Note: In very rare cases, Dengue Fever can be transmitted through organ transplants or blood transfusions by an infected person. There has also been evidence of an infected mother transmitting the virus to her fetus.
The principal symptoms of Dengue Fever include:
High Fever and at least two of the following;
- Severe Headache
- Severe Eye Pain (Behind the Eyes)
- Joint Pain, Muscle and/or Bone Pain
- Mild Bleeding (from the nose and gums especially)
- Petechia (small red or purple spot(s) caused by bleeding into the skin)
- Easy Bruising
- Low White Cell Count
NOTE: Symptoms of Dengue Fever usually begin to appear 4-7 days after being bitten by an infected mosquito.
Watch for these warning signs after fever begins to go down, about 3 to 7 days after first symptoms arose. Go IMMEDIATELY to the closest medical facility if any of the following warning signs emerge;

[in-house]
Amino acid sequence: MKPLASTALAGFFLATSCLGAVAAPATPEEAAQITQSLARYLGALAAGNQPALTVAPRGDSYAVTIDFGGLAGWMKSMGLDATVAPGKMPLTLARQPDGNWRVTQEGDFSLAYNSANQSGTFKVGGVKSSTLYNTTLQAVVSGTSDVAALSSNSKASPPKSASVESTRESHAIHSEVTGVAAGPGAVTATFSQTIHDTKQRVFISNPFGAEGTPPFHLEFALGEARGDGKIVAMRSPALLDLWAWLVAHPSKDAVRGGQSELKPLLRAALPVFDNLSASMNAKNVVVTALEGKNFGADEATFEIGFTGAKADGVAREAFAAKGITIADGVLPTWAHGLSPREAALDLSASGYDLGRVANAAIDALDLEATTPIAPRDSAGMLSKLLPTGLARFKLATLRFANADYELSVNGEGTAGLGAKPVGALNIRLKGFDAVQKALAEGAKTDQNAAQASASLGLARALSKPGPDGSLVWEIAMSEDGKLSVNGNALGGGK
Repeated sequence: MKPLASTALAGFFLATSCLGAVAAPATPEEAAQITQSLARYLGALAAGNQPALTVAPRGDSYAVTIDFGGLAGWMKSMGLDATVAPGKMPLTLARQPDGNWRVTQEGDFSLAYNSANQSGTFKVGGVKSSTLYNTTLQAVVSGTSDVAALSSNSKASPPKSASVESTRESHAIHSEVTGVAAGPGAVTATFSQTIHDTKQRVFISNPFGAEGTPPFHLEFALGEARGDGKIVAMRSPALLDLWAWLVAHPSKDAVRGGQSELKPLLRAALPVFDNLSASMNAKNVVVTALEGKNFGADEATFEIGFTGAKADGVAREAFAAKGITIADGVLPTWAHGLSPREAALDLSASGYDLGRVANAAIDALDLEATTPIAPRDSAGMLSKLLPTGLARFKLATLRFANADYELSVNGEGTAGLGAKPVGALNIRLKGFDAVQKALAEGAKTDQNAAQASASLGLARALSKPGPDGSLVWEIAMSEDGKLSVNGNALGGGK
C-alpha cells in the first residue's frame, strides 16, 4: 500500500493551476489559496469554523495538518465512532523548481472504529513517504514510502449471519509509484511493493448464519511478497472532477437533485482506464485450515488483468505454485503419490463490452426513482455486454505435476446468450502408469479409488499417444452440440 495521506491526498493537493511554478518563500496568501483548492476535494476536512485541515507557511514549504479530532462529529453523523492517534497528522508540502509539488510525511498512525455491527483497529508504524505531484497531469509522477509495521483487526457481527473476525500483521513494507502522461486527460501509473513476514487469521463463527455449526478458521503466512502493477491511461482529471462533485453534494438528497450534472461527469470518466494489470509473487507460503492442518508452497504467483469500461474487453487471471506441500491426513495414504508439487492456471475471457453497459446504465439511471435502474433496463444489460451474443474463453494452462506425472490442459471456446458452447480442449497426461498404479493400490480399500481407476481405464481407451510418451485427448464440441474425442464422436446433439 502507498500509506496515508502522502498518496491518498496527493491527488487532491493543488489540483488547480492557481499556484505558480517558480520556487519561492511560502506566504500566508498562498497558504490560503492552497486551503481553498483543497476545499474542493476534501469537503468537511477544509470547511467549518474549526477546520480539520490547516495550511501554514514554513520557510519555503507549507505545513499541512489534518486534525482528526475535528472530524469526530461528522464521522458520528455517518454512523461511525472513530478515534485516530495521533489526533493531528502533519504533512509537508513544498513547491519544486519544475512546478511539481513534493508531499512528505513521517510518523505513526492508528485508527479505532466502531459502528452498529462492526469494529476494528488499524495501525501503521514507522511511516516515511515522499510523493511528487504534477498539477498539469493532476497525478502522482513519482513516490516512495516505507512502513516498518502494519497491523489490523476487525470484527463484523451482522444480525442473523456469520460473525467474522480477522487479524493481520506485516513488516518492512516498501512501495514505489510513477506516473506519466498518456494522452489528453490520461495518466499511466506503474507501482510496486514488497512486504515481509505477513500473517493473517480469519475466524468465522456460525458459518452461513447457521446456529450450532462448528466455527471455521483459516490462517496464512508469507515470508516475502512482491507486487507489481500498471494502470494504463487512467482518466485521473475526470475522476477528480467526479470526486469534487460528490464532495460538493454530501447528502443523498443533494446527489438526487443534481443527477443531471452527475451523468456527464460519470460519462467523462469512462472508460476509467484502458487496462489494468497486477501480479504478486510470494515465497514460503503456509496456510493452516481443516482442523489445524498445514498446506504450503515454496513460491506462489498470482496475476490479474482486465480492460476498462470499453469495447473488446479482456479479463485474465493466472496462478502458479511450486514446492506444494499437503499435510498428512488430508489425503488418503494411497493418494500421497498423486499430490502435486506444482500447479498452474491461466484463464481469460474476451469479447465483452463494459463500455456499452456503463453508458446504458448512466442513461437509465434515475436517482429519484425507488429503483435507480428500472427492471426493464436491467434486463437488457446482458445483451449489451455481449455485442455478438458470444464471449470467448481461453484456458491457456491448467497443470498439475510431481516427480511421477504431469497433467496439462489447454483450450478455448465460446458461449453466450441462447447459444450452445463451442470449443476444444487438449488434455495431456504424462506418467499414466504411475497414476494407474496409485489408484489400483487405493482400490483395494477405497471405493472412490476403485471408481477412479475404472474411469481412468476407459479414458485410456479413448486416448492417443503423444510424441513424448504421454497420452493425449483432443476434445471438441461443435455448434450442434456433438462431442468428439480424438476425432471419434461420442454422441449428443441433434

- Severe abdominal pain or persistent vomiting
- Red spots or patches on the skin
- More extreme bleeding from nose or gums
- Black, tarry stool
- Drowsiness or Irritability
- Pale, Cold or Clammy Skin
- Difficulty breathing
- Dengue begins with a high fever that lasts 2-7 days. During this time, one or more of the other initial symptoms may appear.
- After the initial 7 days, as the fever begins to decline, warning signs may develop.
- The onset of any of the warning signs marks the critical 24-48 hour period when the capillaries in the body become very permeable, allowing the fluid inside to leak into the peritoneum (membrane that forms the lining of the abdominal cavity) and pleural cavity (visceral membrane surrounding the lungs).
- At this point “Dengue Fever” has turned into “Dengue Hemorrhagic Fever (DHF)”.